Is Social Listening a Catch-22?
A new infographic by J.D. power and associates has caused quite a commotion in the social media space about how social listening should be handled by brands. The statistics show a catch-22 for brands who have a social listening campaign in place, with consumers split about how and when they prefer brands to engage them online. Many companies are complaining that consumers now expect companies to be “telepathic” in order to know when to engage with them.
The statistics themselves aren’t that surprising to be honest – but I believe the statistics speak less about consumer preferences, and more to how brands have used social listening in an attempt to engage consumers in the past.
The numbers may be a lot different if social listening tools have been used responsibly, to engage with consumers in an authentic way. This isn’t to say there aren’t brands who do this well, many brands do. However I think that the rise in popularity of social listening tools has given a lot of companies what I like to call “shiny object syndrome” where they jump in without really thinking ahead of time.
So what do these stats say?
• Forty-three percent of consumers think brands who listen to conversations on social media are invading their privacy.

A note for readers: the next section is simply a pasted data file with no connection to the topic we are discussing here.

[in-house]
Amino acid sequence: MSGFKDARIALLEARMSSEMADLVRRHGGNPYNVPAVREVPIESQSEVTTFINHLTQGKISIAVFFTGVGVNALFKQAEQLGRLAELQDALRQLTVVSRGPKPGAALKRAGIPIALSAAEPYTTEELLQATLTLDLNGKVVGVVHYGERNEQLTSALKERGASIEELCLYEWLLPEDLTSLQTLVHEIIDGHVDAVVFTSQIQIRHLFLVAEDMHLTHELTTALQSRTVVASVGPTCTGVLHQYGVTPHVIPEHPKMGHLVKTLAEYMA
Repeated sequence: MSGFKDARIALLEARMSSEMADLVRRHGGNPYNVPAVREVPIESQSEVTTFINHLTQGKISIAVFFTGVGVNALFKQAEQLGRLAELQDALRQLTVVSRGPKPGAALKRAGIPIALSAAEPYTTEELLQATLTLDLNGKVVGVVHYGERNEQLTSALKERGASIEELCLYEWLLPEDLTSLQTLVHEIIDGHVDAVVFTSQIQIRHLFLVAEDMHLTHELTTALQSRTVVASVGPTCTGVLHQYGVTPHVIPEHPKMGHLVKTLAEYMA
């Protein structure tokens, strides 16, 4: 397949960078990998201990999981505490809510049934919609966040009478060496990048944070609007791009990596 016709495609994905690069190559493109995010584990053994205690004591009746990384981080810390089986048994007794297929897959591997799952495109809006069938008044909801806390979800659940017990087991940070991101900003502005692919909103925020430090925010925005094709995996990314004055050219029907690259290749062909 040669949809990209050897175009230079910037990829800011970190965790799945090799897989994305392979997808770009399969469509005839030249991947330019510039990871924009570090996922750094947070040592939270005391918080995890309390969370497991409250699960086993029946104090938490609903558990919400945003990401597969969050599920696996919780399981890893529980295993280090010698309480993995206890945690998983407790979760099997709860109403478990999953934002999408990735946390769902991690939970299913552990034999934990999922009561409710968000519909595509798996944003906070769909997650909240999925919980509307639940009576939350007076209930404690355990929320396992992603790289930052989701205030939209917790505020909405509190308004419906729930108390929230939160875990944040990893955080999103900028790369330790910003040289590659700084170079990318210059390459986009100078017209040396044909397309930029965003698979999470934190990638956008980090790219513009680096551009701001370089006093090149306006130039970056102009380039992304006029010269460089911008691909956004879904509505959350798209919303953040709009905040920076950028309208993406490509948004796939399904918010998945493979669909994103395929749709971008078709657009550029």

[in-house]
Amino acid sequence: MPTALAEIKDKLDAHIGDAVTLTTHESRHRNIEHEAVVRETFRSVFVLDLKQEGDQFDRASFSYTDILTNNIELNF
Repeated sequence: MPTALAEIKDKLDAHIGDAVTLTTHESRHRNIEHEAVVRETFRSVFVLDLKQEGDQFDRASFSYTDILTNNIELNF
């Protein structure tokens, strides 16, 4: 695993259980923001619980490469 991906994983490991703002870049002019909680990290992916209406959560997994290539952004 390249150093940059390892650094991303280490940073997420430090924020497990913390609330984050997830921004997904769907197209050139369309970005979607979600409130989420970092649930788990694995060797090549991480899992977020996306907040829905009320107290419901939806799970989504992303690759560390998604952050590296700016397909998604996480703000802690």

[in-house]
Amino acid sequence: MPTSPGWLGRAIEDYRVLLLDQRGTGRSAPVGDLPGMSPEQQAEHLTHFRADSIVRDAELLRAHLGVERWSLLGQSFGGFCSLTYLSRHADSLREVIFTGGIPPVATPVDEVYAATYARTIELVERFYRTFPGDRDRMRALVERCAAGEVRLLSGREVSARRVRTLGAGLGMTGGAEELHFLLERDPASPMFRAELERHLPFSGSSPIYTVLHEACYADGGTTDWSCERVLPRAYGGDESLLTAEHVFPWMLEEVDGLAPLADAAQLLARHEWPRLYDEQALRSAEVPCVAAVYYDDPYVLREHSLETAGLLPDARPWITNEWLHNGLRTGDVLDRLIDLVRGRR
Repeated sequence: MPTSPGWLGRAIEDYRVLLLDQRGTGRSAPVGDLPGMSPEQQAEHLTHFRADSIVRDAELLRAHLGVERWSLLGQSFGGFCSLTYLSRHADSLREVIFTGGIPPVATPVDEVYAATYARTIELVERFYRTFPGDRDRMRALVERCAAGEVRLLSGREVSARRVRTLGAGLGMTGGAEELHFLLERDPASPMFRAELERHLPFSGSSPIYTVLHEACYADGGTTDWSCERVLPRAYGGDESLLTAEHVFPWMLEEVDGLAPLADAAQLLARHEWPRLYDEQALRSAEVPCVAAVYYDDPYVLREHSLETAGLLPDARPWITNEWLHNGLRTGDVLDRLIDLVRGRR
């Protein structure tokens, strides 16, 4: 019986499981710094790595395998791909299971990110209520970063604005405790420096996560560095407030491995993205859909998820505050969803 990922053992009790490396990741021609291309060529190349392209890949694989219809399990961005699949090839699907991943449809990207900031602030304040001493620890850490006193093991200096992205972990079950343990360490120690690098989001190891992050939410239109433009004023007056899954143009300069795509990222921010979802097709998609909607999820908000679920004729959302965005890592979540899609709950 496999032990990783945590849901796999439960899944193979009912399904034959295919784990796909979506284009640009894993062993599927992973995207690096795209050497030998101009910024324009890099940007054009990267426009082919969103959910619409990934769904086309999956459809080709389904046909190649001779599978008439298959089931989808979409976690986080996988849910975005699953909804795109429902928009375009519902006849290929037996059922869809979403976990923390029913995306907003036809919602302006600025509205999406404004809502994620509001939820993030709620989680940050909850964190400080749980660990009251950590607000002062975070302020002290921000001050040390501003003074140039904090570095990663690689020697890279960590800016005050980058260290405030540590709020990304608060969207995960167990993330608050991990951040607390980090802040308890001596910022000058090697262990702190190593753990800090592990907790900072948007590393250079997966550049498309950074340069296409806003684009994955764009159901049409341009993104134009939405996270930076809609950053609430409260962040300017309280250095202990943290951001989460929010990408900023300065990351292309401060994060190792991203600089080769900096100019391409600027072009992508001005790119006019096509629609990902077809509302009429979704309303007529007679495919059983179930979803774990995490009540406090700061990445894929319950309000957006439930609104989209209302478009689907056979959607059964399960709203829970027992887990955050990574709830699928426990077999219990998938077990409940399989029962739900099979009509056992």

• Half of all consumers (51 percent) want to talk about companies on social media without them listening in.
But other consumers are OK with brands listening in certain situations:
• Forty-two percent of consumers expect companies to respond to positive comments.
• Fifty-eight percent want companies to respond to complaints.
• Sixty-four percent only want companies to respond when spoken to
So what’s a social media or brand manager to do? The answer is probably the most simple solution. Contribute to conversations in a meaningful and valuable way. Really, that’s all there is to it!
Remember that although conversations are happening online, they are conversations. Think of it as though you were overhearing a conversation at a grocery store – you wouldn’t just jump into the conversation unless you had something valuable to add, right?
Here is an example. Let’s say that I was at my desk, craving a delicious red velvet cupcake (which I am!). Then pretend that I decided to tweet about my desire for said cupcake to my followers. Now let’s say you were a social media manager for (I am just making this company up) 1-800-cupcakes. Would this be a great time for you to send me a tweet about your amazing selection of cupcakes that I can have delivered? Nope, not really. That doesn’t offer a lot of value to me.
What would offer value is if you created a personalized coupon code to send me, so I can fulfill my craving at a discount. Better yet, you could check my influence online – do I seem to have a lot of followers who listen to what I say? Get in touch and send me a free cupcake! Chances are good that I will take a picture and tweet about it, possibly even post it to Instagram and Facebook and mention your company while I am at it. Tons of free publicity! And you helped a consumer out!
So when in doubt, follow the following three guidelines:
• Don’t just monitor keywords, listen to the conversation.
• Engage (when relevant) with the intention of delivering value to the consumer.
• While social media listening can be automated, responses should be human crafted.
Here is the full infographic if you would like to take a peek.